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Anonymous

what the @#$% has happened to cattle prices just sold a steer calf that 6 mos ago would have brought me a dollar a pound went for 75 cents.at a time when grass is plentiful.someone at the sale blamed it on mcdonalds and there announcement to buy imported beef any thoughts?

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Anonymous

The markets are in a state of confusion, technicals suggest strength, but the unforseen has hammered feeders, and consumption is flat.

Feeders that have lost money on their last 2 sets of calves are teetering on the edge. One more loss will break them. Packers have been caught with abundant supplies as retailers back off beef to offer cheap chicken and pork.

You might have abundant grass in your area, but the major cattle areas of North America are still dry and concern over another drought is very real.

Basically anyone with the nerve to buy calves right now are going to make a profit, either they buy the calves cheap or they don't buy at all.

Any bad news will depress prices when everyone is tense. If a couple positive things happen, this market could get hot again. Blaming McDonalds is very narrow minded, but it was another bit of news people didn't need to hear.

Jason Trowbridge Southern Angus Farms Alberta Canada

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Anonymous

As usual Jason is right on the money. Calf prices are down right now because of a number of items:

1) as was previously mentioned, even though you may have good grass in your area, overall there is still a lot of concern about drought. This has delayed the expansion phase of the cattle cycle as heifers are not being retained. With ample supplies of calves on the market for the available grass, it is definitely a buyers market. If local prices start creeping upward, buyers can truck calves from out of the area in as a good price.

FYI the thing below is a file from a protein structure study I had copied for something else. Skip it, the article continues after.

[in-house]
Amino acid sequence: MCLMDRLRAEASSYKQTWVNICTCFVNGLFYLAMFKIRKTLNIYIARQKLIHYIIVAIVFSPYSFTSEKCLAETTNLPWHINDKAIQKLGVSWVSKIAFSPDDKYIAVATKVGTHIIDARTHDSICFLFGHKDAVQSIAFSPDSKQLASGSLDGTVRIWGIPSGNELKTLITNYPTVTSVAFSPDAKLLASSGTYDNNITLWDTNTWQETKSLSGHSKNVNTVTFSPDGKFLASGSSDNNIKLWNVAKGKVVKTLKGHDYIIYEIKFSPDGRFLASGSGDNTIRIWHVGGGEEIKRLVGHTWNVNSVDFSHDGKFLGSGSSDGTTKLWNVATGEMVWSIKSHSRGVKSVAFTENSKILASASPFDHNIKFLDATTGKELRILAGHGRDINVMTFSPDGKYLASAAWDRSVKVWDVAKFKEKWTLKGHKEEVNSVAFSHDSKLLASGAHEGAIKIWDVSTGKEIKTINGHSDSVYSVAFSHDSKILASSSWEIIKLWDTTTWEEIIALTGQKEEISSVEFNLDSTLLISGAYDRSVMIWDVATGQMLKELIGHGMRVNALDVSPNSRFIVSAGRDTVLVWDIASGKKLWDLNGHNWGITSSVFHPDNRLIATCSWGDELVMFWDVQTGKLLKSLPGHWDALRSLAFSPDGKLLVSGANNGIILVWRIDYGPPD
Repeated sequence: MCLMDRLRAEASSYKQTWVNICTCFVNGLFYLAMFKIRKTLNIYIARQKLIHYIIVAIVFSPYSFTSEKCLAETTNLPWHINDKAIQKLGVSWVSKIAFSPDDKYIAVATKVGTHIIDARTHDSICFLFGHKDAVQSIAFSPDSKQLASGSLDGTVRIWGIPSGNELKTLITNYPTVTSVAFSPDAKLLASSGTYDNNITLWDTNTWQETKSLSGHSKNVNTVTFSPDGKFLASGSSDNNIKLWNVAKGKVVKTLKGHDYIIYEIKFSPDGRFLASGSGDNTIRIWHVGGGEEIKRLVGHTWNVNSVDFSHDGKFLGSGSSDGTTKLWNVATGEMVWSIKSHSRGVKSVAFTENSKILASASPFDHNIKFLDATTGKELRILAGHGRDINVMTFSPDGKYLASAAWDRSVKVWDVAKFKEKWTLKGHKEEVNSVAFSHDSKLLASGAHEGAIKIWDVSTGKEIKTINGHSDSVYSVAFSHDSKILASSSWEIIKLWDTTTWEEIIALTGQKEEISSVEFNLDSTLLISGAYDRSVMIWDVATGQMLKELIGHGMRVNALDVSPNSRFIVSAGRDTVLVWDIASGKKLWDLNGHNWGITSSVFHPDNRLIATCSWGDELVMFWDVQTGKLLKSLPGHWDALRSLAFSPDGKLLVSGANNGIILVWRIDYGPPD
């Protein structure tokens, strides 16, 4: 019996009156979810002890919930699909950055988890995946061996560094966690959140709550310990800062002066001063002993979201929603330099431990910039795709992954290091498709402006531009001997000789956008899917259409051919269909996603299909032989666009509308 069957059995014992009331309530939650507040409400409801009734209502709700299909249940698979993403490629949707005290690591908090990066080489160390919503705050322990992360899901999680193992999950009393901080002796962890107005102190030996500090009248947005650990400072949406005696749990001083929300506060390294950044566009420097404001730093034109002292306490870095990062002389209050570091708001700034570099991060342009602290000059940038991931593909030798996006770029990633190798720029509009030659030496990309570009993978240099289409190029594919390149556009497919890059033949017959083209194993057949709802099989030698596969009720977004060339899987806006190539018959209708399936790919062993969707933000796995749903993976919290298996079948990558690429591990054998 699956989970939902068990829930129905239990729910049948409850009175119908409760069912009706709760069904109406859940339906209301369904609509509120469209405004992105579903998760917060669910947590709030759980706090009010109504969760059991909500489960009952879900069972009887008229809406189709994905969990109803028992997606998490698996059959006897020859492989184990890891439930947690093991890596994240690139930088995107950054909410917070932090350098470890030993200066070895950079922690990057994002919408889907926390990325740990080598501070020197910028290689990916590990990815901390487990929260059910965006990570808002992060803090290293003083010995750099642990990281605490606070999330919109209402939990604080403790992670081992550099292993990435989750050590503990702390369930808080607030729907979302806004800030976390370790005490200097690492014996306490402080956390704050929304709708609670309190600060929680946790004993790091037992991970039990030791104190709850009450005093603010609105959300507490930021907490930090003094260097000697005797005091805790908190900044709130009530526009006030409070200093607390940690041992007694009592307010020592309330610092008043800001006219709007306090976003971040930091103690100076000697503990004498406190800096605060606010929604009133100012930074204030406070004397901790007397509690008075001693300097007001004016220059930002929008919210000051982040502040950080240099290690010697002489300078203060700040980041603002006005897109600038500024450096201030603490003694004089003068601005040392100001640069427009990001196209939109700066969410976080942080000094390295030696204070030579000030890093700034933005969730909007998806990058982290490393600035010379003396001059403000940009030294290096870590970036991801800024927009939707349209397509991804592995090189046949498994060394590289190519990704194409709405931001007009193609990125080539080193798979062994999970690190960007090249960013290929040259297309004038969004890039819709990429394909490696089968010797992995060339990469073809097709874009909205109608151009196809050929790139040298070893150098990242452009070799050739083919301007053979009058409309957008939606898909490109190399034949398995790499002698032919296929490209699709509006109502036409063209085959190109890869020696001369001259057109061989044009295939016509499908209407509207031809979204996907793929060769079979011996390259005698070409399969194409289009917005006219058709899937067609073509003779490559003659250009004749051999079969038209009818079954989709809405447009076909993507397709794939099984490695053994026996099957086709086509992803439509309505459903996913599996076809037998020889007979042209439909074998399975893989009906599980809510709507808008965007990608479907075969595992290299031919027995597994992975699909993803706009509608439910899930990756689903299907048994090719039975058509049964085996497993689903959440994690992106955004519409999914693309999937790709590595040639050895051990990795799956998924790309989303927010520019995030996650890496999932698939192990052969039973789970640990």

2) right now there is a huge glut of protein on the market. As a result of Russia's recently ended ban on chicken imports, there is a lot of extra poultry sitting in cold storage right now. This is being unloaded onto the market at very reasonable prices and is cutting into the beef, turkey, and pork sales. For a good example of this just look at what has happened to Hormel (hrl) stock in recent days. Adding to the protein glut, since fed cattle profits for the feeders have been bad recently, many feeders have been holding cattle longer than normal and delaying the slaughter of these animals in hopes that the market would improve. As a result we are seeing heavier carcasses. Heavier carcasses mean that it does not require as many animals to meet the existing demand. In essence a glut of Beef is on the market. This will not clearup anytime in the near future as feedlot placements have not start slowing down yet.

3) Demand for beef is down for a number of reasons (recession, and Sept. 11 just to name a couple). As a result of this most of the major packers have been reducing their kills to stay in step with the real demand. Keep in mind that beef is a perishable product. Packers cannot just kill al they want as if the product sits too long it either has to be unloaded at a loss or destroyed.

4) As Jason mentioned, the announcement by McDonalds that they are going to begin importing Australian lean trim did not help the market. On the other hand it by itself is not doing anything more than psycholigical damage. The trim that they are projecting to import is very lean 90% trim which American producers do not produce large amounts of.

The most important thing to keep in mind is that we are part of a truly global market and many of the factors that affect local prices have nothing to do with local events.

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